Americans don't tolerate idiots in office just because they're entertaining. It's because once in a while, they inspire us, and we suspect the chaos they deal with is a crucible that produces something other than sheer crass. Thus far, aside from Justin Trudeau's media ops with Syrian refugees, 2017's politics have produced no semblance of Vaclav Havel's wisdom or inspirational moments. Peace in the Middle East isn't nearer on the horizon. Space travel is being handled mainly by billionaires while NASA is reduced to begging for more government funding (its GPS-based maps are quite useful, though). Water management worldwide seems to lack any cohesive plan, and we are told every year that American aquifers continue to be in dismal shapeAnti-poverty efforts have benefited more from developed nations outsourcing manufacturing than anything government has done.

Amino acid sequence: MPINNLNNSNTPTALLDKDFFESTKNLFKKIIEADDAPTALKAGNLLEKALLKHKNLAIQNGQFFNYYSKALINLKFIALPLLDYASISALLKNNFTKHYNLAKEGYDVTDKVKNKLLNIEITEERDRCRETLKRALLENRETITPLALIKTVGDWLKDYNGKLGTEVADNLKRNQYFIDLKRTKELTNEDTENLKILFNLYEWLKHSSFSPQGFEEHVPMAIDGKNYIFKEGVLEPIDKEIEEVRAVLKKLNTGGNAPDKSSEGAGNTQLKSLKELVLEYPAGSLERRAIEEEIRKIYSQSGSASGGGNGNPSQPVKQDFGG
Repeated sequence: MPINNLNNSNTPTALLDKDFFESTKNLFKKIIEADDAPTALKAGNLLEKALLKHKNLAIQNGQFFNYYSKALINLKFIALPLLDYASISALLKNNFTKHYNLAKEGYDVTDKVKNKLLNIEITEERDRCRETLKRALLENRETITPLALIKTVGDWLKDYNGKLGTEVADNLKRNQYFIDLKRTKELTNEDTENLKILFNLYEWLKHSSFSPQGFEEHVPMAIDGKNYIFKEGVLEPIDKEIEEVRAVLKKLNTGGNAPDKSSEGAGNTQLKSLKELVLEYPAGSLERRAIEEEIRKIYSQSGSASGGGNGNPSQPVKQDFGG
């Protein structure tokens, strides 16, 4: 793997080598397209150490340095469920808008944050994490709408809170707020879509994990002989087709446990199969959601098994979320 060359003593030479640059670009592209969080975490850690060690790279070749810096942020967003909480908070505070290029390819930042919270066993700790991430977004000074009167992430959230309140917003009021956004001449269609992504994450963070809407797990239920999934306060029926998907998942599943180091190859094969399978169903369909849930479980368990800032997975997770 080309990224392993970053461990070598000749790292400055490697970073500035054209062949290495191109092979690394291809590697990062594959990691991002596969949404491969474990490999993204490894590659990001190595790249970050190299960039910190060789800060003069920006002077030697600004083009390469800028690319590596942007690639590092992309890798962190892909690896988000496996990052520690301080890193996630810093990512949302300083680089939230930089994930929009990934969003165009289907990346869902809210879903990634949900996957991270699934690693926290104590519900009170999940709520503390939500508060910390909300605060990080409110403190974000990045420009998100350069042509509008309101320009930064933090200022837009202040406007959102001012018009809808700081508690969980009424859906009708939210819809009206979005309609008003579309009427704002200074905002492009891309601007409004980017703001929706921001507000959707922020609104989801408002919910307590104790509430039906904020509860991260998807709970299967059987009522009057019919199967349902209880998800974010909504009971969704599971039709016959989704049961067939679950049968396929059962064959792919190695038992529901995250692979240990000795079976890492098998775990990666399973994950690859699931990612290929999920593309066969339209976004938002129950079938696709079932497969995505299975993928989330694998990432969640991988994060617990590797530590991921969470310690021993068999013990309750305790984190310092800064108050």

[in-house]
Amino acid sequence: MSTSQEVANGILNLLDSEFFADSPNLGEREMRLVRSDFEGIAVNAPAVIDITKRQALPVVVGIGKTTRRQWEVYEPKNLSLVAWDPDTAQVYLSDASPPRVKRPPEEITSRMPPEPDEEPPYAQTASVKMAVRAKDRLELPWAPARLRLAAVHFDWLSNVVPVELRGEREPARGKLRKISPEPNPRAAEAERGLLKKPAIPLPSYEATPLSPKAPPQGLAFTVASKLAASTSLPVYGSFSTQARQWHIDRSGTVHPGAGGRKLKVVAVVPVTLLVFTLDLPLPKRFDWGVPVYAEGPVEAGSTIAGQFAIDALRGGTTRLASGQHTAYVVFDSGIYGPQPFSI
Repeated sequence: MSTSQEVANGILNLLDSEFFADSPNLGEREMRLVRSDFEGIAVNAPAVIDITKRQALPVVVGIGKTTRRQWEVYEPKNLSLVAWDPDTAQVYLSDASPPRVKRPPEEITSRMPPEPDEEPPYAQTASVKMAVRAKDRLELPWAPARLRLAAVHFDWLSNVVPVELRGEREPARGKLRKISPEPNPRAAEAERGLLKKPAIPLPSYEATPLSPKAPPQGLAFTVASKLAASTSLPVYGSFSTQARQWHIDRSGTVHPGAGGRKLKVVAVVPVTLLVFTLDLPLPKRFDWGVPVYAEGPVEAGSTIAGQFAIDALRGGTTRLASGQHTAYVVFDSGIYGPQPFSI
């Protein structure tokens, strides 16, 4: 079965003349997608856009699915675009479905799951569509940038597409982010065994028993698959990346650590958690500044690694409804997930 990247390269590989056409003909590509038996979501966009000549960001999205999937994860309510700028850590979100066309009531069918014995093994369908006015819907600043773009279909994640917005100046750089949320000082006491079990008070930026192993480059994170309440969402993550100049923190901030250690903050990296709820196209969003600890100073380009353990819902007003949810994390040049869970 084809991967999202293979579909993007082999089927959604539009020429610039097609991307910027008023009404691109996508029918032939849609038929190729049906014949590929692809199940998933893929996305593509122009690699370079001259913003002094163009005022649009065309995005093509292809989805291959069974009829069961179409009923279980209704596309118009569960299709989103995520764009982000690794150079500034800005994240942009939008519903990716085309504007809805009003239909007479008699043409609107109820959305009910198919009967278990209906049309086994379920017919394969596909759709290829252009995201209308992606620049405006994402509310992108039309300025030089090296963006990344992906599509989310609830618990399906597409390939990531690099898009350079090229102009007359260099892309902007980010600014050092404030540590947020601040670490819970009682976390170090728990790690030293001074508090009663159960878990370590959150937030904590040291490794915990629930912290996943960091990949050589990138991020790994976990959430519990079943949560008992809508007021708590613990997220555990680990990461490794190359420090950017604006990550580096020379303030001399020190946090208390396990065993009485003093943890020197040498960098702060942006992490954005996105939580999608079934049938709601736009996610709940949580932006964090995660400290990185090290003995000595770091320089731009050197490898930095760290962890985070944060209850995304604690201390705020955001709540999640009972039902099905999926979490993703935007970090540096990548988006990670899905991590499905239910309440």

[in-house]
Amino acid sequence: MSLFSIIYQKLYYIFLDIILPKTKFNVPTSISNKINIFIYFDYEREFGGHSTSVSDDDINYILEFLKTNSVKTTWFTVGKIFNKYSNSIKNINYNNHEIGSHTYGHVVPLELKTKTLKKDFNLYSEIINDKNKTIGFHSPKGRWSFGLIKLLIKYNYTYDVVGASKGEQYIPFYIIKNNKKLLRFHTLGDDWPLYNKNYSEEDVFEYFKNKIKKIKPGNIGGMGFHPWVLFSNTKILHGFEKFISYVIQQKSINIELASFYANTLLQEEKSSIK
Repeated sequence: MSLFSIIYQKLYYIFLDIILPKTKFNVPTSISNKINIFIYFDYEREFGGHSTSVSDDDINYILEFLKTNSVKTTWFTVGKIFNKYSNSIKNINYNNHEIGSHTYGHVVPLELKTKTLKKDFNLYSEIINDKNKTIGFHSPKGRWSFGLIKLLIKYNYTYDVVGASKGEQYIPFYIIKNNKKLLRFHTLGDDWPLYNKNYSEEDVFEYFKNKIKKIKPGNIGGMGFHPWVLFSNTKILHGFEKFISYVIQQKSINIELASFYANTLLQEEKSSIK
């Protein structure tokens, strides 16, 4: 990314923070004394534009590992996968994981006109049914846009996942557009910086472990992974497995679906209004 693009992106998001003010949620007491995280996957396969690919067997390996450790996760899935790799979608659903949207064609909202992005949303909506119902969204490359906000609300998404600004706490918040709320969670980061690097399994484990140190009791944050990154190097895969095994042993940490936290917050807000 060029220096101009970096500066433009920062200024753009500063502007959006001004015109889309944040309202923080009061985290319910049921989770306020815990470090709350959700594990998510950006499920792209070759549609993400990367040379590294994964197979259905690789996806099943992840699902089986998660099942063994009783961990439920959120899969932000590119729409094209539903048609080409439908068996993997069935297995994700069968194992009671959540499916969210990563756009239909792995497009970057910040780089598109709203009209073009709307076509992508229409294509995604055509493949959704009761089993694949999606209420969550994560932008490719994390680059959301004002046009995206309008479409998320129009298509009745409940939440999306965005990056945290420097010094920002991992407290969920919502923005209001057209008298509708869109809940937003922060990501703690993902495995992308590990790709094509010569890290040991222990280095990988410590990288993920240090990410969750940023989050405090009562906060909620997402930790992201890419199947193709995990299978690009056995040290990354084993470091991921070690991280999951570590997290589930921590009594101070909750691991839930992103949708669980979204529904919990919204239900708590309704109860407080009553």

In short, the number of wins assigned to the government's side of ledger over the past 5 to 15 years is nil. K-12 education is in worse shape, unless you live in a district with very expensive homes or win a charter school lottery. University tuition continues to increase much higher than the overall inflation rate, and parents are told to budget for 5 to 6 years because students may not get the classes they need in 4 years. Police brutality has always been with us, but the lack of accountability when unnecessary and excessive violence is captured on film, especially against teenagers and unarmed minorities, has shocked many Americans. Meanwhile my local "bullet" train was built in the 1980s and is slower than a car unless taken at a specific time.